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Impact of extensive flooding in Southern Alberta on hours worked

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Released: 2013-08-27

Extensive flooding affected Southern Alberta in the second half of June. As a result, 300,000 employed Albertans, or 13.5% of the total employed population in the province, lost 7.5 million hours of work during that period. At the same time, 134,000 people, or 6.0% of workers, put in 2.4 million additional hours. The net effect was a loss of 5.1 million hours of work.

Most hours lost in professional, scientific and technical services as well as natural resources

There was a net loss in hours worked in all industries, except utilities and public administration. Workers in these industries experienced a small net gain in their hours as a result of the flooding. In some industries, however, the net losses were large.

A significant share of professional, scientific and technical workers (27.3%) missed work in the second half of June, with the number of hours lost totalling 1.4 million. Workers in natural resources, the majority of whom are in oil and gas extraction, also totalled 1.4 million hours lost, as one in four in the industry worked fewer hours.

In utilities, 98,000 hours were added to workers' schedules as a result of the flooding. While 12.9% of utilities workers lost some work time, a similar proportion, that is 13.4%, worked extra hours. Working extra hours was also common in public administration, where 17.7% of workers put in 360,000 more hours.

In construction, 7.9% of workers put in 440,000 additional hours in the second half of June, the highest among all industries. At the same time, 13.3% of workers in the industry lost work hours, totalling 787,000, the third highest number of hours lost among all industries.

Hours lost differed between employees and the self-employed. The percentage of the employed population with hours lost was highest among private sector employees (14.2%) and lowest among public sector workers (10.3%). Also, private sector employees lost 24.3 hours on average, while public sector workers logged an average of 20.8 fewer hours. On the other hand, the percentage of self-employed workers who lost hours as a result of the floods was 13.5%. This group lost more hours (31.3) on average than private and public sector employees.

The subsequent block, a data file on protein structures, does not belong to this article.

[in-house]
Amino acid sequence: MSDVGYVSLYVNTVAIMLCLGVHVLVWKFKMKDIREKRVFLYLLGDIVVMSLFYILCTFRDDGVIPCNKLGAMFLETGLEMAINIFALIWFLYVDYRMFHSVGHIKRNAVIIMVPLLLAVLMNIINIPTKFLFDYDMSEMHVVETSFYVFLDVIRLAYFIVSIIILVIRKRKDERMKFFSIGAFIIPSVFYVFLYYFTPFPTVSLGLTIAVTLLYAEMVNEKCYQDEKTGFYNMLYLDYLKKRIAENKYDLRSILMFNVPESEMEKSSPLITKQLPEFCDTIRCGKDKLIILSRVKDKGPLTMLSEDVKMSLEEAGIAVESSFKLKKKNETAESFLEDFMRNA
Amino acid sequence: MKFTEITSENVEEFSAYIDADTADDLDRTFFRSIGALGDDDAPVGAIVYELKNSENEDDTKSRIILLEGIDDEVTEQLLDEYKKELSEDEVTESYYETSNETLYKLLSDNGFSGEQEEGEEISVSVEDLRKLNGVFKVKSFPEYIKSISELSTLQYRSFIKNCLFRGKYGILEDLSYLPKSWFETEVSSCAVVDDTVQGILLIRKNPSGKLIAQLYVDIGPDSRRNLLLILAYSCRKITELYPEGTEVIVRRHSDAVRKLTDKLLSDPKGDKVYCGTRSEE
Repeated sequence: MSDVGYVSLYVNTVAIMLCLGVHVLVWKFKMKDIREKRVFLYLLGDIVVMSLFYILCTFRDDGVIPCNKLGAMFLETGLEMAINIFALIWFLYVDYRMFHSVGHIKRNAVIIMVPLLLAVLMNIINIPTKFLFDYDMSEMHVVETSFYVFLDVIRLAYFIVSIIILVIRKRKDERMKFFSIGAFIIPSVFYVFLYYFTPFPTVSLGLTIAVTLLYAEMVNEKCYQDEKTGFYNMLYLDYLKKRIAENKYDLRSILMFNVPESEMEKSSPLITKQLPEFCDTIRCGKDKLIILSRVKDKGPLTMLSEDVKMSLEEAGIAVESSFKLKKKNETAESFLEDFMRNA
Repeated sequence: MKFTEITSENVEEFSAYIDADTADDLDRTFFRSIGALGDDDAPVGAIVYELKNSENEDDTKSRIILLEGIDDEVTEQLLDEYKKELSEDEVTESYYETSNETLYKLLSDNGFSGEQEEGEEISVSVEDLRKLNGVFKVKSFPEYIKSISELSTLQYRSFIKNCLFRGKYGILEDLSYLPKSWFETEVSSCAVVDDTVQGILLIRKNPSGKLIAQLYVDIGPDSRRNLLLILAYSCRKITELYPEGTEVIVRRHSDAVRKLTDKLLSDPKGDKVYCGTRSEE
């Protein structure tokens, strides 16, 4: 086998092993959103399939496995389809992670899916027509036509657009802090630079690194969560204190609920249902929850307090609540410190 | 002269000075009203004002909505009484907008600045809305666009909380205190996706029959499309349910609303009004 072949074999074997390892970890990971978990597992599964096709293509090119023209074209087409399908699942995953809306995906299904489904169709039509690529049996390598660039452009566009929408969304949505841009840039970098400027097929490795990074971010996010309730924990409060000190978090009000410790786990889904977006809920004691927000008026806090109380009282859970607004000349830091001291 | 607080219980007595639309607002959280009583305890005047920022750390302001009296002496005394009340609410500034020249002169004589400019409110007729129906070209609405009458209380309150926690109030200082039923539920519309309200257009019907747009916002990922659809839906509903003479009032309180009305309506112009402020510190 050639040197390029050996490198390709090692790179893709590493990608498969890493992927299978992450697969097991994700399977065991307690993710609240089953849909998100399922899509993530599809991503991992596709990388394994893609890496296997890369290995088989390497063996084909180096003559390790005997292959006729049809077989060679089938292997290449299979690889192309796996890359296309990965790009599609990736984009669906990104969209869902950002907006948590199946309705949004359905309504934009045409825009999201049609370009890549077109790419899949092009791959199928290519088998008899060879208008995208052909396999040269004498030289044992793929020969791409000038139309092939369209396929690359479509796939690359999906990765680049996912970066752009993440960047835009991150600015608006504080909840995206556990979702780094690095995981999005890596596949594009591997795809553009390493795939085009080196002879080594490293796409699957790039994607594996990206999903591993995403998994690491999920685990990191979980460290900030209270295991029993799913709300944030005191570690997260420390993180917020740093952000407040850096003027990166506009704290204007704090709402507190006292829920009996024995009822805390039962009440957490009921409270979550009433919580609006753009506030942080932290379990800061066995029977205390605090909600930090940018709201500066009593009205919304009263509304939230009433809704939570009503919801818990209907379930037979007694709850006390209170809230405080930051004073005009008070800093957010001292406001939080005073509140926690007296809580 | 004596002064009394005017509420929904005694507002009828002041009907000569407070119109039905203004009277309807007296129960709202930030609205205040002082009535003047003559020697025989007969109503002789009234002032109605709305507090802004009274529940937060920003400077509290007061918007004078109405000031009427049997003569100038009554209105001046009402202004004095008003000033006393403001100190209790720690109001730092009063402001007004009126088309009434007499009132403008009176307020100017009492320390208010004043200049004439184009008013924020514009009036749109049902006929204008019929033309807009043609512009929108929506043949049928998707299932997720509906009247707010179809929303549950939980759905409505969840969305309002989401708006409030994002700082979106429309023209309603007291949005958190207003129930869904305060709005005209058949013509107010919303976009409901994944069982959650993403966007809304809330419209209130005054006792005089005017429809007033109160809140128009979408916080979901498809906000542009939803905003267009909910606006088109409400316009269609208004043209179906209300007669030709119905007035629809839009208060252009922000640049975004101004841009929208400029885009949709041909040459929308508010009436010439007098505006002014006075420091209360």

While there was a net loss in the number of hours worked by public and private sector employees as well as the self employed, there were some workers who put in extra hours. The net effect was that public sector workers lost the least hours as a result of the flood.

Chart 1  Chart 1: Total work hours lost (thousands) because of flooding in Alberta, top 10 affected industries, second half of June 2013 - Description and data table
Total work hours lost (thousands) because of flooding in Alberta, top 10 affected industries, second half of June 2013

Chart 1: Total work hours lost (thousands) because of flooding in Alberta, top 10 affected industries, second half of June 2013 - Description and data table

Chart 2  Chart 2: Total work hours gained (thousands) because of flooding in Alberta, top 10 affected industries, second half of June 2013 - Description and data table